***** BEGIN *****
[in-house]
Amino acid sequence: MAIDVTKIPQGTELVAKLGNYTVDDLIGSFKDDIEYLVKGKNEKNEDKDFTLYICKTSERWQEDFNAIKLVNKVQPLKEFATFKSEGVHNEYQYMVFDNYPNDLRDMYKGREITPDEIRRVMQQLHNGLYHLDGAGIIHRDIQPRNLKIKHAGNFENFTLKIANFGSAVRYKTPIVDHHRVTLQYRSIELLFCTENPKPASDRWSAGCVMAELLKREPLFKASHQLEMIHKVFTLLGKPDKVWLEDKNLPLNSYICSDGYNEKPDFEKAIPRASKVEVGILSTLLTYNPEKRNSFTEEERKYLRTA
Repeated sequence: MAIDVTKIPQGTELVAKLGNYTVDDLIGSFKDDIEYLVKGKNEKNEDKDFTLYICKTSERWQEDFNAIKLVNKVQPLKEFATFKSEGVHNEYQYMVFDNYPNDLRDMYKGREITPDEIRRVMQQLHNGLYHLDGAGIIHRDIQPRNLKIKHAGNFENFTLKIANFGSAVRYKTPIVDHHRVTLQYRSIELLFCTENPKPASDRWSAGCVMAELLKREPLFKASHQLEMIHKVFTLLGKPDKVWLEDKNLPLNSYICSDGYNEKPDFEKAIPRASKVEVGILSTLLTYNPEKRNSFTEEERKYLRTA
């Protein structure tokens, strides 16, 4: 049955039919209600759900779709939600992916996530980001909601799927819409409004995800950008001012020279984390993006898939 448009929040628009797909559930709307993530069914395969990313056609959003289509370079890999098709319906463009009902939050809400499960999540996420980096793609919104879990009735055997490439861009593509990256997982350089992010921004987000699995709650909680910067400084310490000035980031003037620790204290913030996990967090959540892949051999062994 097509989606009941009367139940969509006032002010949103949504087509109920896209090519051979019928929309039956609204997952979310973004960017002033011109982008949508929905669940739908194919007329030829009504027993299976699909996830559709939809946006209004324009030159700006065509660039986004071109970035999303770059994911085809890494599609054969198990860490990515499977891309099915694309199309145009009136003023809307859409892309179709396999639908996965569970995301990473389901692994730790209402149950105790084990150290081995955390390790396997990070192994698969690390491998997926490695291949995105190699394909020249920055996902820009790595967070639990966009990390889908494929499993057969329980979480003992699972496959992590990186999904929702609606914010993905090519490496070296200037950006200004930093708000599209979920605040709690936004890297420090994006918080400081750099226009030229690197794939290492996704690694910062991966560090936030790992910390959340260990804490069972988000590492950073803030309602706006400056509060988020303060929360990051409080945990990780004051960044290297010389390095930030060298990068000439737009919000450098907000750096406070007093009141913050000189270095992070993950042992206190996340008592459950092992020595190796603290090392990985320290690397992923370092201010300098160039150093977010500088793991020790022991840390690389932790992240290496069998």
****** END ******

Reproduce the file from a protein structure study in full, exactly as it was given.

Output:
[in-house]
Amino acid sequence: MAIDVTKIPQGTELVAKLGNYTVDDLIGSFKDDIEYLVKGKNEKNEDKDFTLYICKTSERWQEDFNAIKLVNKVQPLKEFATFKSEGVHNEYQYMVFDNYPNDLRDMYKGREITPDEIRRVMQQLHNGLYHLDGAGIIHRDIQPRNLKIKHAGNFENFTLKIANFGSAVRYKTPIVDHHRVTLQYRSIELLFCTENPKPASDRWSAGCVMAELLKREPLFKASHQLEMIHKVFTLLGKPDKVWLEDKNLPLNSYICSDGYNEKPDFEKAIPRASKVEVGILSTLLTYNPEKRNSFTEEERKYLRTA
Repeated sequence: MAIDVTKIPQGTELVAKLGNYTVDDLIGSFKDDIEYLVKGKNEKNEDKDFTLYICKTSERWQEDFNAIKLVNKVQPLKEFATFKSEGVHNEYQYMVFDNYPNDLRDMYKGREITPDEIRRVMQQLHNGLYHLDGAGIIHRDIQPRNLKIKHAGNFENFTLKIANFGSAVRYKTPIVDHHRVTLQYRSIELLFCTENPKPASDRWSAGCVMAELLKREPLFKASHQLEMIHKVFTLLGKPDKVWLEDKNLPLNSYICSDGYNEKPDFEKAIPRASKVEVGILSTLLTYNPEKRNSFTEEERKYLRTA
């Protein structure tokens, strides 16, 4: 049955039919209600759900779709939600992916996530980001909601799927819409409004995800950008001012020279984390993006898939 448009929040628009797909559930709307993530069914395969990313056609959003289509370079890999098709319906463009009902939050809400499960999540996420980096793609919104879990009735055997490439861009593509990256997982350089992010921004987000699995709650909680910067400084310490000035980031003037620790204290913030996990967090959540892949051999062994 097509989606009941009367139940969509006032002010949103949504087509109920896209090519051979019928929309039956609204997952979310973004960017002033011109982008949508929905669940739908194919007329030829009504027993299976699909996830559709939809946006209004324009030159700006065509660039986004071109970035999303770059994911085809890494599609054969198990860490990515499977891309099915694309199309145009009136003023809307859409892309179709396999639908996965569970995301990473389901692994730790209402149950105790084990150290081995955390390790396997990070192994698969690390491998997926490695291949995105190699394909020249920055996902820009790595967070639990966009990390889908494929499993057969329980979480003992699972496959992590990186999904929702609606914010993905090519490496070296200037950006200004930093708000599209979920605040709690936004890297420090994006918080400081750099226009030229690197794939290492996704690694910062991966560090936030790992910390959340260990804490069972988000590492950073803030309602706006400056509060988020303060929360990051409080945990990780004051960044290297010389390095930030060298990068000439737009919000450098907000750096406070007093009141913050000189270095992070993950042992206190996340008592459950092992020595190796603290090392990985320290690397992923370092201010300098160039150093977010500088793991020790022991840390690389932790992240290496069998």